Kate, Martin, Douglas and Izzy are four aspiring writers that gather together in Kate’s rent stabilized palace for a workshop with Leonard, a world-renowned literary genius who happens to be a venom-spewing, unconscionable scapegrace.  Each session with Leonard has the potential to end disastrously, but throughout the course of Leonard’s brutal verbal boot camp, the foursome learns about their art, each other and about Leonard.  If I had to sum up this production with a grade, I would be compelled to give an A with as many pluses as I could fit on the page.

How ingenious for a playwright to pen a play about four fledging writers taking a writing seminar with the hopes of elevating their style and becoming the next darlings of the literary world; only to be orally gunned down like the McLaury brothers at the O.K. Corral by the very person they admire and seek to impress.  Every writer, including myself, has a story like that, which is why Seminar is a play that will be close to the soul of every writer who views it.  But this production is not just for writers, it is for anyone in any creative field.  Seminar is sophisticated; there is no doubt about it.  Although, Rebeck’s luscious script may require some audience members to bring a thesaurus with them when attending a performance, the word play is a critical component to its allure.   Her attention to detail and phrasing creates a world of its own – a linguistic oasis that I thoroughly enjoyed basking in.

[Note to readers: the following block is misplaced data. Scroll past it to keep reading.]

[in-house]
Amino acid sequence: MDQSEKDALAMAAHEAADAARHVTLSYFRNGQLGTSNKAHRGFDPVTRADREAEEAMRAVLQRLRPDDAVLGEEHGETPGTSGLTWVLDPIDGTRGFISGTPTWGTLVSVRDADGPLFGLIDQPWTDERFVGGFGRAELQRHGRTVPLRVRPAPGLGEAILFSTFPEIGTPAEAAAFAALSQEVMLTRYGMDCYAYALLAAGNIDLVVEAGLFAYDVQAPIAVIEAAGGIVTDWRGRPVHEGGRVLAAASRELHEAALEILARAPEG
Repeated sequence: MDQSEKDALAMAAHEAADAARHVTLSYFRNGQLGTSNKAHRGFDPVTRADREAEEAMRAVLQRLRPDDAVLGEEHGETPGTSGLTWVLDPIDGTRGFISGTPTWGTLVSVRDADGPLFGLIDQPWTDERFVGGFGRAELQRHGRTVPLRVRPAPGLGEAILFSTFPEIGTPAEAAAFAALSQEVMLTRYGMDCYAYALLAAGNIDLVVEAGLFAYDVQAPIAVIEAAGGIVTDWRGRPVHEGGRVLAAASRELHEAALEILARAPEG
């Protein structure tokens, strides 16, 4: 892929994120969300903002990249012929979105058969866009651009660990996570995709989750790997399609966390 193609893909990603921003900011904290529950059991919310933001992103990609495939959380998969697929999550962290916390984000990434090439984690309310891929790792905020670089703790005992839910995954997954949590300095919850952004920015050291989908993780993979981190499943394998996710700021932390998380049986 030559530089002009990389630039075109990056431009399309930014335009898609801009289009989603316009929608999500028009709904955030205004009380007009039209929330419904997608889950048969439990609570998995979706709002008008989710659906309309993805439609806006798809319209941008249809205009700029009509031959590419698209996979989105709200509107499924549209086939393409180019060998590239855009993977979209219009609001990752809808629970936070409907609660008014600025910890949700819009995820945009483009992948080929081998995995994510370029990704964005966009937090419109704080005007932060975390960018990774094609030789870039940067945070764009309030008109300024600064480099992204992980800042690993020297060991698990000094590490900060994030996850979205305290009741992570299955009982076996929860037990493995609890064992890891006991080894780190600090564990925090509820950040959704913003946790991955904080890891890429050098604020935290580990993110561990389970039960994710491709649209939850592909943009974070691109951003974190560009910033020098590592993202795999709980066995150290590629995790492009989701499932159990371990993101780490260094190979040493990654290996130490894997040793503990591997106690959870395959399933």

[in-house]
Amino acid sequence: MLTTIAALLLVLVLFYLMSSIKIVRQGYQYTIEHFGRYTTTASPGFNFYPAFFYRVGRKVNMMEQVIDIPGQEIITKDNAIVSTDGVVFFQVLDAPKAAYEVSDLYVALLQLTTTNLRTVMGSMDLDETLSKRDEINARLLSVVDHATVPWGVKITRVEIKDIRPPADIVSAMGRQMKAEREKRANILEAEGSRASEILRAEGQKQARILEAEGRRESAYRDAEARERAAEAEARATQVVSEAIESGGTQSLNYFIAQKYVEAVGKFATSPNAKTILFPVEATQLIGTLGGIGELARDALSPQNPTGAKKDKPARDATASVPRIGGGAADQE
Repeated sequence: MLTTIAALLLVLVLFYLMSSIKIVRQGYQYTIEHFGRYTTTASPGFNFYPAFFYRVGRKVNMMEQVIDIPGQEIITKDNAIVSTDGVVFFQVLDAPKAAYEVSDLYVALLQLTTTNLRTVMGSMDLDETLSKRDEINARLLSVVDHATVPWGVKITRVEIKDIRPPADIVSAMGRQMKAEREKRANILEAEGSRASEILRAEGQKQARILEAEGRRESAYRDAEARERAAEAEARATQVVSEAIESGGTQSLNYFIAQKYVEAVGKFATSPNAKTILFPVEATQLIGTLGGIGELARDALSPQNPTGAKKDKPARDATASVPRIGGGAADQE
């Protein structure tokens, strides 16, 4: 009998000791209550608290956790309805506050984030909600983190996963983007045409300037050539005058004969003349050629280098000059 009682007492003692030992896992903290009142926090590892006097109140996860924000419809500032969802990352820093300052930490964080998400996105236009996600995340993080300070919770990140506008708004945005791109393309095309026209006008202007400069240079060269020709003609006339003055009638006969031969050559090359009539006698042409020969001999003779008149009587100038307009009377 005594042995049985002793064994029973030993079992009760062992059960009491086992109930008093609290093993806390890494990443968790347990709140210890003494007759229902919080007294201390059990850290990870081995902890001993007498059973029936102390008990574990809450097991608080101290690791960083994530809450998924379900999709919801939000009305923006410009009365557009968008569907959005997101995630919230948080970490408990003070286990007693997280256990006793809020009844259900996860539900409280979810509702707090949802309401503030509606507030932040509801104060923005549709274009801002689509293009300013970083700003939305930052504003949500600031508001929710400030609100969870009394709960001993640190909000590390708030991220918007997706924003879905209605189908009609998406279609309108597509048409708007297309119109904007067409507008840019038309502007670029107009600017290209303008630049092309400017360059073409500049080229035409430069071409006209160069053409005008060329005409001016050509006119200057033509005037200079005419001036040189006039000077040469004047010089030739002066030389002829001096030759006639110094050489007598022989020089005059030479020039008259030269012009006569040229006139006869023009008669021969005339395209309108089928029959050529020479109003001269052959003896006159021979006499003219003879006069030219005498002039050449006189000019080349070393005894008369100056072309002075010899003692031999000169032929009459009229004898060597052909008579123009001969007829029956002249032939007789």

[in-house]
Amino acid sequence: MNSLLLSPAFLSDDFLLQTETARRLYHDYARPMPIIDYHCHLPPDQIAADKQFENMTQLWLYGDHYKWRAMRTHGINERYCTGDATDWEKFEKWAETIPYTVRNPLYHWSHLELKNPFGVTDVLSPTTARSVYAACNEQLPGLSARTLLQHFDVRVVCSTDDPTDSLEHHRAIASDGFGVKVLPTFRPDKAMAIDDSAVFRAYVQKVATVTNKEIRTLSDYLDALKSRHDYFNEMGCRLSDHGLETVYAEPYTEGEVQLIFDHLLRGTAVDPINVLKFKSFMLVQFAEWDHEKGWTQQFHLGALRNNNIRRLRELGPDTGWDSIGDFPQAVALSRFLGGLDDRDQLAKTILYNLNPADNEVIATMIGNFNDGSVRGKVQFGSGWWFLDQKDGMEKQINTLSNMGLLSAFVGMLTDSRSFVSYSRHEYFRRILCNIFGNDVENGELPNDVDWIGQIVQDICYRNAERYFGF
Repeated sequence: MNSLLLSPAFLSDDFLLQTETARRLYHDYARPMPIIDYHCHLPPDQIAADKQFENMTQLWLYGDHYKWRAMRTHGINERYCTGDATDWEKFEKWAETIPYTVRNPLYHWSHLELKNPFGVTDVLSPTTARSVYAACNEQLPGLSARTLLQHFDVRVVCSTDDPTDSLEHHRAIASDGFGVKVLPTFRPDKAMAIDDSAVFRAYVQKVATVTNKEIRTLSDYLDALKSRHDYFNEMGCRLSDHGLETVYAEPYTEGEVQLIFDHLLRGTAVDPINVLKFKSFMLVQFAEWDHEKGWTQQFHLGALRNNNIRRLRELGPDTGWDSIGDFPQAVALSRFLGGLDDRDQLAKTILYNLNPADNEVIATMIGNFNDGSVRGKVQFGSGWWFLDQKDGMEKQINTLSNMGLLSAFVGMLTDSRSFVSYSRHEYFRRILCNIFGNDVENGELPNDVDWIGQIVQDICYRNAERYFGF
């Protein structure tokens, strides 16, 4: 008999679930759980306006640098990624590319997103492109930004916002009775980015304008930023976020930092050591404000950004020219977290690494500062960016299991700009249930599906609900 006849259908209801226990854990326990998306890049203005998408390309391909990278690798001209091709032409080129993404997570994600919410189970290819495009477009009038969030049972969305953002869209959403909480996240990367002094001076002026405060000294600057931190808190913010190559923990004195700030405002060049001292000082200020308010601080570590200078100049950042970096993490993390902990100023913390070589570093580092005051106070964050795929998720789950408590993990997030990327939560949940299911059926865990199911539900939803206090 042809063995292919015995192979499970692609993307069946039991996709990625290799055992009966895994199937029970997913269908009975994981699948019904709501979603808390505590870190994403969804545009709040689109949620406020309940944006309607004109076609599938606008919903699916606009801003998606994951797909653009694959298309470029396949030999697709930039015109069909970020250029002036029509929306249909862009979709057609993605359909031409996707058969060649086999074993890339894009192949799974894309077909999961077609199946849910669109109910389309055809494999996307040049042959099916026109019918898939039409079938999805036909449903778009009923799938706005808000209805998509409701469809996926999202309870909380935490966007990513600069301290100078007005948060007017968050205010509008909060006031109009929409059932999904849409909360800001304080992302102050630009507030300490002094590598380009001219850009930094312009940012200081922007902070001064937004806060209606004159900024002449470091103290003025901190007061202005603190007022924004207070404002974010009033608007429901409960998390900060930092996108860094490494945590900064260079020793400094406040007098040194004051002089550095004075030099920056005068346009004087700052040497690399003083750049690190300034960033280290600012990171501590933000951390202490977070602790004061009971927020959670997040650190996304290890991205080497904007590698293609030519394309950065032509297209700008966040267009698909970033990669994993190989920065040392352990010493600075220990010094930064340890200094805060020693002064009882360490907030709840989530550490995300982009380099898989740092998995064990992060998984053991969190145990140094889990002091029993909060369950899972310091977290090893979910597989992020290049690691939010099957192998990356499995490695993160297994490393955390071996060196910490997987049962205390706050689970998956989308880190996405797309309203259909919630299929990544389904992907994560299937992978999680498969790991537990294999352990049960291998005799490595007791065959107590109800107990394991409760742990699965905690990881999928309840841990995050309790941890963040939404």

In fact, every detail of this play is sublime.  The foundation Theresa Rebeck supplies is impeccable.  David Zinn’s costume and set designs are descriptive and complimentary to the characters.   The direction of Obie Award winner Sam Gold provides the subtle nuances the really allows the actors to shine in their characters.  This may be his Broadway debut, but this veteran needed no introduction to the Great White Way, this will be the first of many Broadway shows that will benefit from his skill.  Additional members of this production who are making their Broadway debuts are television and film star Jerry O’Connell, Hettienne Park and Hamish Linklater.  O’Connell’s portrayl of the name dropping, pseudo intellectual Douglas is extremely entertaining.  From the first blistering monologue, he proves he deserves to be on the stage and should be welcomed into the theater community with open arms.   Hettienne Park is excellent as Izzy.  She makes using sex as a means to achieving success extremely comical.  Hamish Linklater is totally convincing as Martin, the tragic genius.  O’Connell, Park and Linklater did not make a Broadway debut, they made a Broadway coup!  Lily Rabe puts the feminine in feminist/poor little rich girl Kate.  She is always a pleasure to watch.

Perhaps the greatest detail of the show is the return of Alan Rickman to Broadway.  Whether he is Hans Gruber, the Metatron or the Sheriff of Nottingham, Rickman is nothing less than stupendous.  No one can play a frosty, cheeky snob like he does.  Watching Rickman exhibit his talent live is worth the price of admission and is a memory that is priceless.   There is so much right with this show I doubt anyone could find a reason not to pass this play with flying colors.  Words have never been wittier. 




Photos:   Jeremy Daniel